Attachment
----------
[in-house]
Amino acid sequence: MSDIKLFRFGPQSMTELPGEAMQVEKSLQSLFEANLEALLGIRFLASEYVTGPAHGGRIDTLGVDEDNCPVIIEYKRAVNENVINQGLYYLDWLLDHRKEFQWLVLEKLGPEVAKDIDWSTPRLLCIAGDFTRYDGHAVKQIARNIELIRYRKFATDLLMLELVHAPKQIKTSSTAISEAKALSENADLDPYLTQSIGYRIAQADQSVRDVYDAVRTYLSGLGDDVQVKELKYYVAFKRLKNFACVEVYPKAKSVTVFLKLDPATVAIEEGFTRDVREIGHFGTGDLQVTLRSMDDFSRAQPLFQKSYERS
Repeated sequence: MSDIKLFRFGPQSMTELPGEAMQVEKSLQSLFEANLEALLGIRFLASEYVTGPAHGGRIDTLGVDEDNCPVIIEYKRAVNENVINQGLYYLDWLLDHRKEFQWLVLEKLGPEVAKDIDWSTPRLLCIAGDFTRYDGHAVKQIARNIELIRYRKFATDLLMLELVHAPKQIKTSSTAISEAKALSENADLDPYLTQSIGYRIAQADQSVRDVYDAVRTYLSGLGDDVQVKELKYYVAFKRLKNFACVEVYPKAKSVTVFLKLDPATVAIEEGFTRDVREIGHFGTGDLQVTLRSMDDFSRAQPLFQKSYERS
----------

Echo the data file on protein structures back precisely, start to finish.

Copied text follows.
[in-house]
Amino acid sequence: MSDIKLFRFGPQSMTELPGEAMQVEKSLQSLFEANLEALLGIRFLASEYVTGPAHGGRIDTLGVDEDNCPVIIEYKRAVNENVINQGLYYLDWLLDHRKEFQWLVLEKLGPEVAKDIDWSTPRLLCIAGDFTRYDGHAVKQIARNIELIRYRKFATDLLMLELVHAPKQIKTSSTAISEAKALSENADLDPYLTQSIGYRIAQADQSVRDVYDAVRTYLSGLGDDVQVKELKYYVAFKRLKNFACVEVYPKAKSVTVFLKLDPATVAIEEGFTRDVREIGHFGTGDLQVTLRSMDDFSRAQPLFQKSYERS
Repeated sequence: MSDIKLFRFGPQSMTELPGEAMQVEKSLQSLFEANLEALLGIRFLASEYVTGPAHGGRIDTLGVDEDNCPVIIEYKRAVNENVINQGLYYLDWLLDHRKEFQWLVLEKLGPEVAKDIDWSTPRLLCIAGDFTRYDGHAVKQIARNIELIRYRKFATDLLMLELVHAPKQIKTSSTAISEAKALSENADLDPYLTQSIGYRIAQADQSVRDVYDAVRTYLSGLGDDVQVKELKYYVAFKRLKNFACVEVYPKAKSVTVFLKLDPATVAIEEGFTRDVREIGHFGTGDLQVTLRSMDDFSRAQPLFQKSYERS